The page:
Intermittent versus continuous hormonal therapy
The use of hormonal therapy in an intermittent or continuous fashion is a current debate in our literature. For patients who have had a PSA recurrence after definitive radiation without evidence of metastatic disease, at 6.9 years of follow-up, both the intermittent and continuous therapeutic approach using ADT were not distinct when it comes to OS (47). However, there are improvements seen in the several quality of life parameters for patients treated with an intermittent approach, consequently many people now regard intermittent hormonal therapy as standard of care for individuals who have a non-metastatic PSA recurrence. Though this study convincingly shows that intermittent and continuous ADT showed no significant difference in OS for this population, the more important question regarding the timing of ADT (when should it begin) was not settled by this study (48).
A large SWOG trial addressed patients who were treated for initial metastatic disease with an intermittent versus continuous ADT regimen but unfortunately the conclusions were equivocal (49). In a non-inferiority analysis, the intermittent arm had a HR slightly worse (HR: 1.1; 95% CI: 0.99-1.23) but the confidence intervals overlapped both 1.0 and the pre-specified upper boundary of 1.2 thus the study concluded that intermittent ADT in this setting was not non-inferior. There was much about this trial that was suboptimal and notably there were little difference between the intermittent versus continuous regimens in terms of overall quality of life. While most individuals continue to regard continuous ADT as the standard of care for metastatic patients intermittent may be a reasonable alternative.
Non-metastatic CRPC (mCRPC)
No definitive studies demonstrate any agents offer survival advantage for patient with non- mCRPC. Modest improvements in bone-scan free survival were reported for denosumab therapy as compared to placebo but OS was not distinct and the incidence of osteonecrosis of the jaw was significantly higher in denosumab treated patients (50).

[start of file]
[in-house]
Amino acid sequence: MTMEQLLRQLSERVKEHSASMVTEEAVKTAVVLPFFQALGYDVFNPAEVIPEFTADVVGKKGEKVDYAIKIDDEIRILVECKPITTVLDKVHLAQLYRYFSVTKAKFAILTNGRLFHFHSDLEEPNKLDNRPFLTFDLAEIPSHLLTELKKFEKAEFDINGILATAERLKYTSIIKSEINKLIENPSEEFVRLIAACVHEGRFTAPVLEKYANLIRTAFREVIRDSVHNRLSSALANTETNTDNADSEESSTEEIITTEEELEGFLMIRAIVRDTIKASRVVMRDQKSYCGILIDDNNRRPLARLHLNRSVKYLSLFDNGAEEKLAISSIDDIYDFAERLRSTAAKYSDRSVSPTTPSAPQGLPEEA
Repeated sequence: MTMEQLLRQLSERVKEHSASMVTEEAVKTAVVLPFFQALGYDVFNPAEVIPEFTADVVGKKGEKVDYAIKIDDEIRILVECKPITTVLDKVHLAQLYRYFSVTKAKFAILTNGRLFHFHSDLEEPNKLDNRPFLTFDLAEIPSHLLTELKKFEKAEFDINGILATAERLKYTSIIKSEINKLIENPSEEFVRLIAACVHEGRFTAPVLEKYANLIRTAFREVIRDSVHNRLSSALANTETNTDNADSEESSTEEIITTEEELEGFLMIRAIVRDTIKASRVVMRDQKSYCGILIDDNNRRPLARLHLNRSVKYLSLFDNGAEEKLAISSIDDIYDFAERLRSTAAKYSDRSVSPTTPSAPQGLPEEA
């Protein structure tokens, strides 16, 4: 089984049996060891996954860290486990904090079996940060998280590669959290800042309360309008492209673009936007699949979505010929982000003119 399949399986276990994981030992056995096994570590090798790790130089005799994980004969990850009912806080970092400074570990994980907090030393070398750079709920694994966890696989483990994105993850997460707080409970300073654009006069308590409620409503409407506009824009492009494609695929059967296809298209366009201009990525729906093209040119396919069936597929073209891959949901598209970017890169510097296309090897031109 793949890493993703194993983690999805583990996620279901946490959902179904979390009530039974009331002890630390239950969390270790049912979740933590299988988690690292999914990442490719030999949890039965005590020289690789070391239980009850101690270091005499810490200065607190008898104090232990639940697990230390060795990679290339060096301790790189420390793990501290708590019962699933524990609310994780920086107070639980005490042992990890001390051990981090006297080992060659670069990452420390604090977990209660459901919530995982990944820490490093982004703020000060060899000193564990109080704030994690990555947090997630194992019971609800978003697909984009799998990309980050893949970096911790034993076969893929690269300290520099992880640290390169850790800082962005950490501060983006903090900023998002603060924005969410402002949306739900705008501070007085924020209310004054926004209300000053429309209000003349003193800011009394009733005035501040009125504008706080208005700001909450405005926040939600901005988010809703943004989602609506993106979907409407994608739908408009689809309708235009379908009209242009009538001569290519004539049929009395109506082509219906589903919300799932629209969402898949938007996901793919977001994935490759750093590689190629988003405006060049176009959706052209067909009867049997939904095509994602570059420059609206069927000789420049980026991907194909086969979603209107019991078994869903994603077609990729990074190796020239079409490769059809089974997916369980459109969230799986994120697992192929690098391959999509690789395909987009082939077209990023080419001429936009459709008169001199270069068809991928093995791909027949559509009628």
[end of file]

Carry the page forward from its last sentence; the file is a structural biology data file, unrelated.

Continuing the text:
Overview of mCRPC
The summary and sequence of overall FDA approvals in mCRPC can be seen in Tables 4,5. The first drug to prolong survival in this setting was docetaxel in 2004. Prior to that, various FDA approvals involved pain or other non-OS endpoints. The progress in metastatic castrate resistant prostate cancer has been phenomenal since 2010 when two drugs, sipuleucel-T and cabazitaxel where both approved after demonstrating a prolongation of OS. Additional trials demonstrating prolongation of OS have subsequently been demonstrated for abiraterone, enzalutamide and radium. It is possible to classify these trials into different categories based on whether they were “front line” or post-docetaxel. The cabazitaxel approval in 2010 was in the post-docetaxel space, the first abiraterone approval in 2011 was in the post-docetaxel space, as was enzalutamide in 2012. Abiraterone was given a second approval for those individuals treated with for asymptomatic disease in the pre-docetaxel space in 2012. Sipuleucel-T in 2010 was approved in the asymptomatic or minimally symptomatic setting without regard for prior docetaxel treatment. The latest approval, radium-223 was approved in 2013 in symptomatic prostate cancer without visceral metastases. There was no mention of the docetaxel treatment in the radium-223 label as patients with or without docetaxel treatment both had a prolongation in OS in a pre-specified stratified analysis.